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Nutrient concentrations and planktonic diatom-flagellate relations in the Oosterschelde (SW Netherlands) during and after the construction of a storm-surge barrier
Bakker, C.; Vink, M. (1994). Nutrient concentrations and planktonic diatom-flagellate relations in the Oosterschelde (SW Netherlands) during and after the construction of a storm-surge barrier, in: Nienhuis, P.H. et al. (Ed.) The Oosterschelde Estuary (The Netherlands): a case-study of a changing ecosystem. Hydrobiologia, 97: pp. 101-116
In: Nienhuis, P.H.; Smaal, A.C. (Ed.) (1994). The Oosterschelde Estuary (The Netherlands): a case-study of a changing ecosystem. Reprinted from Hydrobiologia, vols 282/283. Hydrobiologia, 97. Kluwer Academic: Dordrecht. 597 pp., more
In: Hydrobiologia. Springer: The Hague. ISSN 0018-8158, more
Peer reviewed article  

Also published as
  • Bakker, C.; Vink, M. (1994). Nutrient concentrations and planktonic diatom-flagellate relations in the Oosterschelde (SW Netherlands) during and after the construction of a storm-surge barrier. Hydrobiologia 282-283: 101-116, more

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Keywords
    Diatoms; Flagellates; Lake; Phytoplankton; Size; Zooplankton; Marine; Brackish water

Authors  Top 
  • Bakker, C.
  • Vink, M.

Abstract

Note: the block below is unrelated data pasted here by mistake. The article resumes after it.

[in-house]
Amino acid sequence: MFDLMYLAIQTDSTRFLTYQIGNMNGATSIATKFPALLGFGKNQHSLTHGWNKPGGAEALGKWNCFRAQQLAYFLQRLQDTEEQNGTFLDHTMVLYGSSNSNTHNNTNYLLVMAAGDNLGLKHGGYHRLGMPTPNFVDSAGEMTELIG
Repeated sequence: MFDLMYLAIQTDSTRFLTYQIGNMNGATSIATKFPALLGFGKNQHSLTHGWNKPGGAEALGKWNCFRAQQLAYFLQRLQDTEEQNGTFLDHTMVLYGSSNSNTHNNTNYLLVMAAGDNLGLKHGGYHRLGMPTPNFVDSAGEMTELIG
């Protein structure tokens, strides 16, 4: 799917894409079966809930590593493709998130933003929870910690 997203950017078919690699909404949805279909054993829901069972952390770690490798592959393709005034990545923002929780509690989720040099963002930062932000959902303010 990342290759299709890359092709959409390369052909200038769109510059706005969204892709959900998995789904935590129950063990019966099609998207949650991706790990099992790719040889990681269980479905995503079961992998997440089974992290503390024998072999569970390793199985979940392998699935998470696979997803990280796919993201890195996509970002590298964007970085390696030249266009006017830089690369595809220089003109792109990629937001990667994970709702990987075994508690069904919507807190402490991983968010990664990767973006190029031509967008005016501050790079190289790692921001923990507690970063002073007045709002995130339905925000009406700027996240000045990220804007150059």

The inflow of Rhine water into the Oosterschelde was strongly reduced from 1987 onwards. This caused the winter concentrations of silicate and nitrate to decrease in the Eastern compartment, while those in the deeper Western compartment, more dependent on North Sea concentrations, hardly changed. The result was a levelling of the former East-West gradients for these nutrients. In East, summer concentrations of nitrate reached limiting levels in the post-barrier period and molar nitrate/ammonium ratios became < 1, indicating that any release of nitrogen must be important to stimulate phytoplankton growth in this area. Silicate summer concentrations in East, on the other hand, were higher in the new situation. In West, differences in summer nutrient concentrations between the old and new situation were smaller than in East, due to the still continuing exchange with the North Sea.Phytoplankton diatoms and flagellates In East during summer, N-depletion and longer residence times caused the phytoplankton to become strongly dependent on nutrient regeneration processes and increased zooplankton grazing. Average diatom biomass declined, but flagellate biomass rose during summer. Spring conditions for phytoplankton development in this area improved due to the increased water transparency, nutrients being present in excess, and this resulted in a higher 'new' production of diatoms than before. In West, summer biomass of diatoms decreased, probably due to increased consumption by mussels under conditions of longer residence times; nutrients were not limiting, due to important benthic mineralization processes and exchange with the North Sea. The previously existing West-East biomass gradients disappeared, or sometimes reversed. Experimental (mesocosm studies) as well as field data, reported in the literature, give evidence for the given explanations.

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